Wow, our whiteoctave David hasn't made me laugh so much in a long time.
Let's talk about this "Dr." with a period after it, which seems to bother you so much. I'm not sure where you've been, M David, but English literature for quite a few centuries has been published from newspapers to novels with just such spelling conventions. Among other elements in English orthography, we find the personal pronoun "I" always capitalized, letters majuscule at the beginnings of sentences, periods to mark their end, spaces between words, and a whole set of other punctuation marks and styles.
And according to the above rules, you seem to err quite frequently in your own posts! Not that informal writing ought to be constrained by law to these however essential conventions.
Your criticism of the American mode of spelling is ridiculously laughable, miselle Davidule. An "error," you say. The founders of our country were extraordinary classicists, and took great care in the restorations of the spellings which followed. Indeed, there is no conceivable reason to opine for extra 'u's over their absence, among other isms associated with the British dialect. However, there is a certain justification which arrives to us by tradition, and therefore retaining an historical spelling is always justifiable. However, among other British conventions, the most ridiculous is "honour" with a 'u'. The French Normans never spelled it with a 'u', nor did the American settlers. Its addition came quite late to England, based on an assumption by one too many unfortunate authors that "honor" was of a part with "colour" and "glamour;" and, moreover, simply to distinguish themselves from those uncivilized Americans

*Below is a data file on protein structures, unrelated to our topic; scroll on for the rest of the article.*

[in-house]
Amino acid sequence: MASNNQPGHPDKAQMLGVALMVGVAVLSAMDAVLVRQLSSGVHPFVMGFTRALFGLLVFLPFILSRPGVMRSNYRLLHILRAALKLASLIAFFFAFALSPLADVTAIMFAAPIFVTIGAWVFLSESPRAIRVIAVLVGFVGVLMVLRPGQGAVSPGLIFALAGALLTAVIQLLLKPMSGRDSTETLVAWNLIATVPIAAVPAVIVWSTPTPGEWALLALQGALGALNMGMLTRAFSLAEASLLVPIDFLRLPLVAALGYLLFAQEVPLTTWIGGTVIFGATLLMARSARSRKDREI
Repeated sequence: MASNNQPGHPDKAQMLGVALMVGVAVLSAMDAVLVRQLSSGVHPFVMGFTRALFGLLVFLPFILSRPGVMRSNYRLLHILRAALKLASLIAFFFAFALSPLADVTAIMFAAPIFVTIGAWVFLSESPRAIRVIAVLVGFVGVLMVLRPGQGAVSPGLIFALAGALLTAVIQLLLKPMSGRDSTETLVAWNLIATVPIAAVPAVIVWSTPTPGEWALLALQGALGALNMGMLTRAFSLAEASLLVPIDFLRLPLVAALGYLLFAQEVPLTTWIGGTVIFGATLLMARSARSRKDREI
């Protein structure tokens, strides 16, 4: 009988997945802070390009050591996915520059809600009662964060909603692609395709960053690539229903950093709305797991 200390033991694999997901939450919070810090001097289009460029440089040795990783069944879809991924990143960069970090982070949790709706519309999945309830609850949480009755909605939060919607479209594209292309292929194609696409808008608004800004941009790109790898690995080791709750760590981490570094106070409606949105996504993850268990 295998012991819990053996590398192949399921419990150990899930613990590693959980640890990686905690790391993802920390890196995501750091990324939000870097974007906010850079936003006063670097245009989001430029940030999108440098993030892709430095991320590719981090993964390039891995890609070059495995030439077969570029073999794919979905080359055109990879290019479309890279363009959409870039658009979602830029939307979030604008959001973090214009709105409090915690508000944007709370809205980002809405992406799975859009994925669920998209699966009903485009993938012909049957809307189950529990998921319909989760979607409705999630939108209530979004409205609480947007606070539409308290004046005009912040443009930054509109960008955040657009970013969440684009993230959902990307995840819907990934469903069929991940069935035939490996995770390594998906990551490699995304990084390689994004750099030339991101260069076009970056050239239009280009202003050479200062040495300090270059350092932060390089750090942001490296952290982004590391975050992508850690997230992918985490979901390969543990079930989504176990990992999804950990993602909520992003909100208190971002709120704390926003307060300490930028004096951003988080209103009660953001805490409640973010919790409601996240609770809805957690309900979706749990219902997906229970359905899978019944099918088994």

. This is an optimum example demonstrating where the true error lies.
And also, as Benissimus and I have discussed recently, the most advisable orthographic course is to allow those words of ours cognate to Latin to resemble the ancient language's spelling as closely as possible. Though there are some American examples like "license" and "connection" that stray from the rightward path, we deliberately
altered our spellings in order to honor the orthography of the very same language whose vocabulary enriches our literature so profusely.
Thank you humbly, Nostos, for your kind remarks. I would like to add that the existence both of the British and American standards of spelling enhances and beautifies our common tongue. We all ought to have the option, truly, the right to use either in whatever manner pleases us best. Such is to enrich our language, not to denigrate it, as much as the numerous dialects of Greek have served to broaden the hellenistic pallet quite far. Nor do I mean to accuse directly the British orthography as an "error" — such pride and prejudice ought never to pass.
And wholeheartedly, I second the motion to commence a new Lingua Latina forum here at Textkit. I've had in mind the very same thought for a few months, but I wanted to wait upon my return to the States before mentioning it. Nevertheless, I volunteer to moderate for such a forum.
'truly Latin' is a text that was conceived in Latin and then so written.
When I write and speak Latin, I think in Latin, and then so write and speak it.